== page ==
I'm hoping to read the Ibbotson books ASAP, and I'll be sure to mark Venetia, These Old Shades and Sylvester as Sooner Rather Than Later Reads on my list.

So happy.


I've read Sylvester, too. I don't want to get into just how long ago I was reading these books, but I will say that Heyer's historical romances seemed to disappear for a long, long time. For a while, I only heard her name in reference to mysteries, I believe set in what would have been for her contemporary times. So that may explain why you don't see film adaptations of her books.

On top of that, I don't know if she can be categorized with Jane Austen. Jane Austen wasn't writing historical novels. Some people would argue she was doing social commentary on the society of her time. I can't remember enough about Heyer's books (other than that I went through them like potato chips, sometimes reading one a night) to be able to take a stab at what she was doing beyond history and entertainment.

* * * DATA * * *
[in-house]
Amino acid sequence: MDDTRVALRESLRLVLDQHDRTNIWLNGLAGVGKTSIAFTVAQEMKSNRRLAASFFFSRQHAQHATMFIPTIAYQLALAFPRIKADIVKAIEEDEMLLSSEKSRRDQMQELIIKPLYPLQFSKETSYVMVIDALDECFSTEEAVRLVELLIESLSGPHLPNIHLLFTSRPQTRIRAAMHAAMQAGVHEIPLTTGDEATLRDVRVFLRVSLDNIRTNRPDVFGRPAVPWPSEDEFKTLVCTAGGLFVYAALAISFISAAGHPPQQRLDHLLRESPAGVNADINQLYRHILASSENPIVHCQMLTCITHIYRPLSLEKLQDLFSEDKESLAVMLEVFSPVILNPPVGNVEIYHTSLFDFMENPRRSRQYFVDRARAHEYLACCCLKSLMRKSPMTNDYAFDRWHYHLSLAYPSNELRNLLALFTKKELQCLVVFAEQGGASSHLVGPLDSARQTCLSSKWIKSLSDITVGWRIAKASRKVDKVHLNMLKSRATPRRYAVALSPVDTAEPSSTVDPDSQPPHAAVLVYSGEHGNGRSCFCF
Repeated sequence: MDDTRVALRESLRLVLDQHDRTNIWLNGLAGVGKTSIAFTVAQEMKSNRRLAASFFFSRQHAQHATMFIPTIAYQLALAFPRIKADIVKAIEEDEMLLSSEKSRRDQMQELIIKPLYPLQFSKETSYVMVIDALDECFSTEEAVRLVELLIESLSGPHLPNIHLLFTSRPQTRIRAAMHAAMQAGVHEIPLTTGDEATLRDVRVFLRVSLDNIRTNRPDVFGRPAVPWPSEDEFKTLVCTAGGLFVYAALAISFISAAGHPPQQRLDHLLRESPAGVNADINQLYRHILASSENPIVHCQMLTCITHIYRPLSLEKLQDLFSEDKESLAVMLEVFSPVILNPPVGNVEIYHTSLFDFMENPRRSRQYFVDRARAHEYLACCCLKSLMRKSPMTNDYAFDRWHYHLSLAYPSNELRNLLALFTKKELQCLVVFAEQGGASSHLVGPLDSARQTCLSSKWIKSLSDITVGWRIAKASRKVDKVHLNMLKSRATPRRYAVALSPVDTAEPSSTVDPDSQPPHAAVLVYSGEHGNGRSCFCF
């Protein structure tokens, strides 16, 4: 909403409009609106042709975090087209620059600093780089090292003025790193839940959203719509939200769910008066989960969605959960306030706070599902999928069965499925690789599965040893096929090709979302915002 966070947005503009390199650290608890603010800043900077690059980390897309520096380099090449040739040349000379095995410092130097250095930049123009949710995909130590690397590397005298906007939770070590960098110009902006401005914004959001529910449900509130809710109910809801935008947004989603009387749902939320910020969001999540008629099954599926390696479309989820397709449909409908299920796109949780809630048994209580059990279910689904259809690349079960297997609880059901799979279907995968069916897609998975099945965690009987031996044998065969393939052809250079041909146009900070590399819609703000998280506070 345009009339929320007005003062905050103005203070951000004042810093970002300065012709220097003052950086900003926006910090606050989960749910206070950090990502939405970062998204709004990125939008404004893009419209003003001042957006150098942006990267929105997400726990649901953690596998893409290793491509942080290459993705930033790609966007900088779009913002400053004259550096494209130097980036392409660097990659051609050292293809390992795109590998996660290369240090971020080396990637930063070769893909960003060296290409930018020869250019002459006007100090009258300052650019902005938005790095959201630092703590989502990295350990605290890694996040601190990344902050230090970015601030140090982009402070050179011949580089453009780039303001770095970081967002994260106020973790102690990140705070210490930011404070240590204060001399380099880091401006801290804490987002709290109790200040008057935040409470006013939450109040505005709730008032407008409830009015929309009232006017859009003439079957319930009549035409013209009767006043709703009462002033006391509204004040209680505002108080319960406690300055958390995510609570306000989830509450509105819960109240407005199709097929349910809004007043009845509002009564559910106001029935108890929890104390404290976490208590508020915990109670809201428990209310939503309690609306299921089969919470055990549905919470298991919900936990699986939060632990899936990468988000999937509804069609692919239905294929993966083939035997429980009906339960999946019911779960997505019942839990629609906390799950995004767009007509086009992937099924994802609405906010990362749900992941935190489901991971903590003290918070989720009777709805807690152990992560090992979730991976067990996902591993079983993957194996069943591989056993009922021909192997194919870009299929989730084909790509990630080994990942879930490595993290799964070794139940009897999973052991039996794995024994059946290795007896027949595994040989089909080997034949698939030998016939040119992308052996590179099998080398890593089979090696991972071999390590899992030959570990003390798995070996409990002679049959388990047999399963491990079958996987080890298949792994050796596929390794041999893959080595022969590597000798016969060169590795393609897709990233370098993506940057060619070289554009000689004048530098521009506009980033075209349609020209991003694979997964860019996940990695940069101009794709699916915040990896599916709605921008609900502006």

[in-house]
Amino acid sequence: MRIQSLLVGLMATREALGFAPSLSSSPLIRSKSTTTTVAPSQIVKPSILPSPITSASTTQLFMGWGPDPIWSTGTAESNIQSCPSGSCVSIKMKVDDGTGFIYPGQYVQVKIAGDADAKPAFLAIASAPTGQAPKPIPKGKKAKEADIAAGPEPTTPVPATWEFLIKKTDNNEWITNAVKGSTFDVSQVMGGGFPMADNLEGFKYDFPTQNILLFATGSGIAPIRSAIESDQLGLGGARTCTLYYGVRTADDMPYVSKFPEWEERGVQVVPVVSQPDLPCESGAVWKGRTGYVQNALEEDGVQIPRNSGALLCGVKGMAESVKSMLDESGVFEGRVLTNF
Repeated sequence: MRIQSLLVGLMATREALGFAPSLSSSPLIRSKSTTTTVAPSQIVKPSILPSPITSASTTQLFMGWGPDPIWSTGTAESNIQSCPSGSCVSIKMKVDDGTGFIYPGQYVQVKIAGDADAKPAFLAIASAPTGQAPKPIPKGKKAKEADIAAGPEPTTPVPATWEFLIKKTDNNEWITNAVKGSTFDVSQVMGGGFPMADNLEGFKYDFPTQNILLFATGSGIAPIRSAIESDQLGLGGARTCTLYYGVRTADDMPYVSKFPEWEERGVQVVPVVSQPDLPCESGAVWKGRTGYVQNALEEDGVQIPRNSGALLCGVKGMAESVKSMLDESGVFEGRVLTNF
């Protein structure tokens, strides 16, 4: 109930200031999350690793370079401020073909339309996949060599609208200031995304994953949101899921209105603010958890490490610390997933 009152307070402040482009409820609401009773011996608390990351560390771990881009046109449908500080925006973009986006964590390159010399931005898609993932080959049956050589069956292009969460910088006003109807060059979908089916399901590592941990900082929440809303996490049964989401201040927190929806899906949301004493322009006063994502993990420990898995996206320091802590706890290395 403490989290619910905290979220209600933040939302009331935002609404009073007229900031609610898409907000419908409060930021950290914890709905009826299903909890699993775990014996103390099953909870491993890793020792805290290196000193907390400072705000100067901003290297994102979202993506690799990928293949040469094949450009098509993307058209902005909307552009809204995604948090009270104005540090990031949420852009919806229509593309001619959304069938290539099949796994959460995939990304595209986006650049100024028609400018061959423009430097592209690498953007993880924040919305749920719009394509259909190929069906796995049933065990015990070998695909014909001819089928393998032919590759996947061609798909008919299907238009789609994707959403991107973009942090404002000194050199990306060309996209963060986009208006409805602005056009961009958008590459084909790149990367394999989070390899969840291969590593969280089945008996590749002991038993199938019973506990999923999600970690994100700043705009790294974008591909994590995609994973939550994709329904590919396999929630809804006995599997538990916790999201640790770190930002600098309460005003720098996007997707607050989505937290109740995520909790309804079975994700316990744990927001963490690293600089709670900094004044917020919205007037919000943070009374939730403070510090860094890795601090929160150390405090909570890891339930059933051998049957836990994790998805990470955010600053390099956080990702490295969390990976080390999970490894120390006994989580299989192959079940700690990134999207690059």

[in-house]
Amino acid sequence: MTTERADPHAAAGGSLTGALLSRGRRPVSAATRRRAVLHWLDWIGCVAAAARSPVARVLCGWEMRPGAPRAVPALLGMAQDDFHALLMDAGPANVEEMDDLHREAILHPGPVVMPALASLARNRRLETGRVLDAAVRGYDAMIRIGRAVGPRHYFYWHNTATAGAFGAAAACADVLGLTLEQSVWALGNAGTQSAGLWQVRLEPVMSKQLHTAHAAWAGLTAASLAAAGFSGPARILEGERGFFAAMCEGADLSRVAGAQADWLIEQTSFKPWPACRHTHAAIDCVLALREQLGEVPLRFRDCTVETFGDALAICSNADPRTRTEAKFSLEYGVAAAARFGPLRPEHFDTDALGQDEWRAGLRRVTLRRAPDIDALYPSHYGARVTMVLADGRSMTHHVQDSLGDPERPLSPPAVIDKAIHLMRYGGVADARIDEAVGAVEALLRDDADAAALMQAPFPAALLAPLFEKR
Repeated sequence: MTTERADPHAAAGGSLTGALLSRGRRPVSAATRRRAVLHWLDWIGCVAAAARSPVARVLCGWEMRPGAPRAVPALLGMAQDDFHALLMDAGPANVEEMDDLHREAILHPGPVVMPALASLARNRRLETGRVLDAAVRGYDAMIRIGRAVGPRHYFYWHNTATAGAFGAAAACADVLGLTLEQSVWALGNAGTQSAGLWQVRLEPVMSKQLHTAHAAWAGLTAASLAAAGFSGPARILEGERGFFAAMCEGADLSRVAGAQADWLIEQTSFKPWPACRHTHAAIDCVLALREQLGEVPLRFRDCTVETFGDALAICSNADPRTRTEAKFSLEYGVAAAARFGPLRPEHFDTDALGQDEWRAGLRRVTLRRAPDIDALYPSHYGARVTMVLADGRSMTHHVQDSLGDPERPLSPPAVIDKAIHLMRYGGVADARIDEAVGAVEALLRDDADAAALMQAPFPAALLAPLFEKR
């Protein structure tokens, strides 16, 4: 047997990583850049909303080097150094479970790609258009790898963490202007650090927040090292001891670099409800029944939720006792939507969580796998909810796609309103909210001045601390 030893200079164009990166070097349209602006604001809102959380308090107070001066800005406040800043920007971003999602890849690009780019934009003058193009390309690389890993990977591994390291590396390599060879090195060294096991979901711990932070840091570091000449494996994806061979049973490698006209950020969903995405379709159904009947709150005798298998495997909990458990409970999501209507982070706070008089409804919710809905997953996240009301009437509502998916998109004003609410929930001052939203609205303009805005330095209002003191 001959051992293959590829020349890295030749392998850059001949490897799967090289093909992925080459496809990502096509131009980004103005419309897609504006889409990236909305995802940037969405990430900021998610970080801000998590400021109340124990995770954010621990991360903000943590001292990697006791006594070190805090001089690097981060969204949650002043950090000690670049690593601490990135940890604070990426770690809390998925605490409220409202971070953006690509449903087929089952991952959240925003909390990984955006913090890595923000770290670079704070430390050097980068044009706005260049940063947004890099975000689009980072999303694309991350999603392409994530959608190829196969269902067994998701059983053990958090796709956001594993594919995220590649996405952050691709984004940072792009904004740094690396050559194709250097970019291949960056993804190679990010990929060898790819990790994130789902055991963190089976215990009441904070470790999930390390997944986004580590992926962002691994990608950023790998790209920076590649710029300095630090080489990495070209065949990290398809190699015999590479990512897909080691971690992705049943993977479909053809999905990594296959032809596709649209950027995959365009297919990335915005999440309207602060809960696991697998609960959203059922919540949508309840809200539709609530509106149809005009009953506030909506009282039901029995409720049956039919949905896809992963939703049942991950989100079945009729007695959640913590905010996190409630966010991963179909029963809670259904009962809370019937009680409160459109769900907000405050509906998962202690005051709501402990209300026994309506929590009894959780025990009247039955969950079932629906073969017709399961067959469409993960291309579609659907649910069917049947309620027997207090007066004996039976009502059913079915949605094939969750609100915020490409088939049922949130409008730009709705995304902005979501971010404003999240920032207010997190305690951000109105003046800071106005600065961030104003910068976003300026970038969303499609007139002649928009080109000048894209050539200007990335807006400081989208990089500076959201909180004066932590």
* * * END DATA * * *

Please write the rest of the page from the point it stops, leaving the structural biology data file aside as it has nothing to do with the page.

Oh, wow. I just noticed that Slyvester was also published as The Wicked Uncle. That one is DEFINITELY getting bumped up the list.


Look for books by Carla Kelly for a modern take on the Regency format developed so beautiful by Georgette Heyer. She pushes the Regency envelope - more sex, more intensity, more "issues" - but she has the language, humor, and history down pat. I'd start with some of her older books if you can find them, because her newest one, Beau Crusoe, is pretty graphic about a shipwreck might be like.


Have you read Indiscretion, by Jude Morgan? It's a recent Regency romance, and the first Regency-set non-Austen book I've read. It rules. Sort of what would happen if Jane Austen had written a book about a woman of that period who knew swear words.


Oh, I must go get this immediately. I lOVED The Grand Sophy!


I just noticed my 'Slyvester' typo. I think I like it better that way.

Jen Robinson

I love the Heyer romances. I've re-read most of them within the past five years or so. I find them tremendous comfort reading. They're funny, in the way that Jane Austen is funny, and you can count on things working out by the end. I'm glad that you're enjoying so far!